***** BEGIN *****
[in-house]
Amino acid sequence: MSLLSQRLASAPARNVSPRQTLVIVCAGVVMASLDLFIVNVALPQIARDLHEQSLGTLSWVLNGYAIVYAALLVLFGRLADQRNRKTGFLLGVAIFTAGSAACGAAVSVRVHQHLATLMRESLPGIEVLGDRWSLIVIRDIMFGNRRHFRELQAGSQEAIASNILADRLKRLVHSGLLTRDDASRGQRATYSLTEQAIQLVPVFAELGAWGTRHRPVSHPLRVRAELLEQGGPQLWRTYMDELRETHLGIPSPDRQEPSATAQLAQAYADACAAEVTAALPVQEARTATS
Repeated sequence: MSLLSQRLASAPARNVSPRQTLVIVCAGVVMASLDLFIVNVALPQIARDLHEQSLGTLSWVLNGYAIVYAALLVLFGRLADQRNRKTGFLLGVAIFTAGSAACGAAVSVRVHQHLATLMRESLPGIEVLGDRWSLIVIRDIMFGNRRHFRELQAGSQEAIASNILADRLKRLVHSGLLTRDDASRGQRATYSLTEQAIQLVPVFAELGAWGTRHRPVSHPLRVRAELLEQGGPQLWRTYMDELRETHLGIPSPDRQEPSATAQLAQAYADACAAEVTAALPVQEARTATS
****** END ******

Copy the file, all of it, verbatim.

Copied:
[in-house]
Amino acid sequence: MSLLSQRLASAPARNVSPRQTLVIVCAGVVMASLDLFIVNVALPQIARDLHEQSLGTLSWVLNGYAIVYAALLVLFGRLADQRNRKTGFLLGVAIFTAGSAACGAAVSVRVHQHLATLMRESLPGIEVLGDRWSLIVIRDIMFGNRRHFRELQAGSQEAIASNILADRLKRLVHSGLLTRDDASRGQRATYSLTEQAIQLVPVFAELGAWGTRHRPVSHPLRVRAELLEQGGPQLWRTYMDELRETHLGIPSPDRQEPSATAQLAQAYADACAAEVTAALPVQEARTATS
Repeated sequence: MSLLSQRLASAPARNVSPRQTLVIVCAGVVMASLDLFIVNVALPQIARDLHEQSLGTLSWVLNGYAIVYAALLVLFGRLADQRNRKTGFLLGVAIFTAGSAACGAAVSVRVHQHLATLMRESLPGIEVLGDRWSLIVIRDIMFGNRRHFRELQAGSQEAIASNILADRLKRLVHSGLLTRDDASRGQRATYSLTEQAIQLVPVFAELGAWGTRHRPVSHPLRVRAELLEQGGPQLWRTYMDELRETHLGIPSPDRQEPSATAQLAQAYADACAAEVTAALPVQEARTATS